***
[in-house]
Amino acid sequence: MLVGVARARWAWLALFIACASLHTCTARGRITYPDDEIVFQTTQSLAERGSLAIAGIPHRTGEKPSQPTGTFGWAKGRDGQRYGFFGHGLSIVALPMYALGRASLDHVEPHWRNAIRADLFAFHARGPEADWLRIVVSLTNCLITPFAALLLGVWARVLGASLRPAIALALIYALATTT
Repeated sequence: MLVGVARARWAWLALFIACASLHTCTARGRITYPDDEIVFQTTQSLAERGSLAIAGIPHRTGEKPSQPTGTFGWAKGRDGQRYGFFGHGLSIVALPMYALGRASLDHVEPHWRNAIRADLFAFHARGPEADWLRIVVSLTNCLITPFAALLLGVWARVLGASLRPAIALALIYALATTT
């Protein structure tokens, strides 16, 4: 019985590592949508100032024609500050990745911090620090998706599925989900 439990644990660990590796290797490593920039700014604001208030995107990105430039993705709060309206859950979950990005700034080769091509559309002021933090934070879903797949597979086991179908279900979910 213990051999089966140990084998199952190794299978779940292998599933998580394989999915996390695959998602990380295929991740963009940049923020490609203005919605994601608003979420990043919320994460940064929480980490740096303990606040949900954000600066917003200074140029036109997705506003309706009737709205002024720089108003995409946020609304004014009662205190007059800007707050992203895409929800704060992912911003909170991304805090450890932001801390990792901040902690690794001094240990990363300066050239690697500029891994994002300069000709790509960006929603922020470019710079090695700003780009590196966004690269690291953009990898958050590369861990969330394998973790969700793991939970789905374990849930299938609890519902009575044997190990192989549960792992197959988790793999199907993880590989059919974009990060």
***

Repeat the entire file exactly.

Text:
[in-house]
Amino acid sequence: MLVGVARARWAWLALFIACASLHTCTARGRITYPDDEIVFQTTQSLAERGSLAIAGIPHRTGEKPSQPTGTFGWAKGRDGQRYGFFGHGLSIVALPMYALGRASLDHVEPHWRNAIRADLFAFHARGPEADWLRIVVSLTNCLITPFAALLLGVWARVLGASLRPAIALALIYALATTT
Repeated sequence: MLVGVARARWAWLALFIACASLHTCTARGRITYPDDEIVFQTTQSLAERGSLAIAGIPHRTGEKPSQPTGTFGWAKGRDGQRYGFFGHGLSIVALPMYALGRASLDHVEPHWRNAIRADLFAFHARGPEADWLRIVVSLTNCLITPFAALLLGVWARVLGASLRPAIALALIYALATTT
């Protein structure tokens, strides 16, 4: 019985590592949508100032024609500050990745911090620090998706599925989900 439990644990660990590796290797490593920039700014604001208030995107990105430039993705709060309206859950979950990005700034080769091509559309002021933090934070879903797949597979086991179908279900979910 213990051999089966140990084998199952190794299978779940292998599933998580394989999915996390695959998602990380295929991740963009940049923020490609203005919605994601608003979420990043919320994460940064929480980490740096303990606040949900954000600066917003200074140029036109997705506003309706009737709205002024720089108003995409946020609304004014009662205190007059800007707050992203895409929800704060992912911003909170991304805090450890932001801390990792901040902690690794001094240990990363300066050239690697500029891994994002300069000709790509960006929603922020470019710079090695700003780009590196966004690269690291953009990898958050590369861990969330394998973790969700793991939970789905374990849930299938609890519902009575044997190990192989549960792992197959988790793999199907993880590989059919974009990060």